Thesis - Open Access
Master of Science (MS)
Department / School
The protein requirement of the laying hen encompasses a problem of great importance to the nutritionist. With the discovery of amino acids, which are commonly referred to as "the building blocks of protein," it was soon evident that the fowl had a requirement primarily for amino acids, not protein. It has been difficult to establish the exact amino acid requirements of each species and age group. To overcome this difficulty, feed formulae for laying hens as well as other groups of fowl have been designed to provide a surplus of protein and thus amino acids from a wide variety of sources. In general, this practice has met with success. Today, however, we are faced with economic restraints which compel the feed manufacturer to exclude all unnecessary ingredients from rations. In view of the high cost of protein supplementation, it has been deemed necessary to restrict protein levels to the bare minimum essential for the most efficient production. If protein supplements can be fortified with amino acids from a synthetic source to balance the amino acid content of the feed to the amino acid requirement of the hen, it may be possible to reduce the cost of egg production. Soybean meal, the most commonly used protein supplement in laying hen diets, is ·deficient in the amino acid methionine. These experiments were undertaken to compare a typical corn-soy type diet which was considered adequate in both protein and methionine to a similar corn-soy type diet which was lower in protein but supplemented with synthetic methionine.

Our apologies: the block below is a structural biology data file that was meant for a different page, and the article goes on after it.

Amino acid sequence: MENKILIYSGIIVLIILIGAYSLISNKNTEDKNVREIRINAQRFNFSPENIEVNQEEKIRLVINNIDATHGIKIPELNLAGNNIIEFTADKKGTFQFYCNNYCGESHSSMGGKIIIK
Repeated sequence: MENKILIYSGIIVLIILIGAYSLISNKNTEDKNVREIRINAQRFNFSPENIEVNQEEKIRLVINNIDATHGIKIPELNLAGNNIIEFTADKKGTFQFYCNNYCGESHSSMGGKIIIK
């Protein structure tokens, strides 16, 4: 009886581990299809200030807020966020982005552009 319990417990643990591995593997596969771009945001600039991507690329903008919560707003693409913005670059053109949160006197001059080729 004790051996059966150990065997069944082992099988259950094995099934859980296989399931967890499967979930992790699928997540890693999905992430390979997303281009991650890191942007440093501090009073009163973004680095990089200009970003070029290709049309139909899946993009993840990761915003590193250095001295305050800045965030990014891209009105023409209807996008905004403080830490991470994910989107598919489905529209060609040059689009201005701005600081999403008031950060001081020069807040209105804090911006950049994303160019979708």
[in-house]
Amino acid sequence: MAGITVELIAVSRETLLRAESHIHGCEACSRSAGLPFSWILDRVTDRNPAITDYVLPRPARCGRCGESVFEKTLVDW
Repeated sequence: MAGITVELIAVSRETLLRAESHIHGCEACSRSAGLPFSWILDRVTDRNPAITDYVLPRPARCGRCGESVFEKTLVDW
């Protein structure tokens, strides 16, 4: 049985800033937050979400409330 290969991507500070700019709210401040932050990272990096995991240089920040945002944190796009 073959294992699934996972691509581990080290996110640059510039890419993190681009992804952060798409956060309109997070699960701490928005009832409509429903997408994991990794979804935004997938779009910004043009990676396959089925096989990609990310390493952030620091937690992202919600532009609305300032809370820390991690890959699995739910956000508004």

Library of Congress Subject Headings
Poultry -- Feeding and feeds
South Dakota State University Theses
Number of Pages
South Dakota State University
Muller, Roger Dale, "A Comparison of a Low Protein Diet Plus Added Methionine with a Normal Diet for Three Strains of Laying Hens in Various Environments" (1970). Electronic Theses and Dissertations. 3815.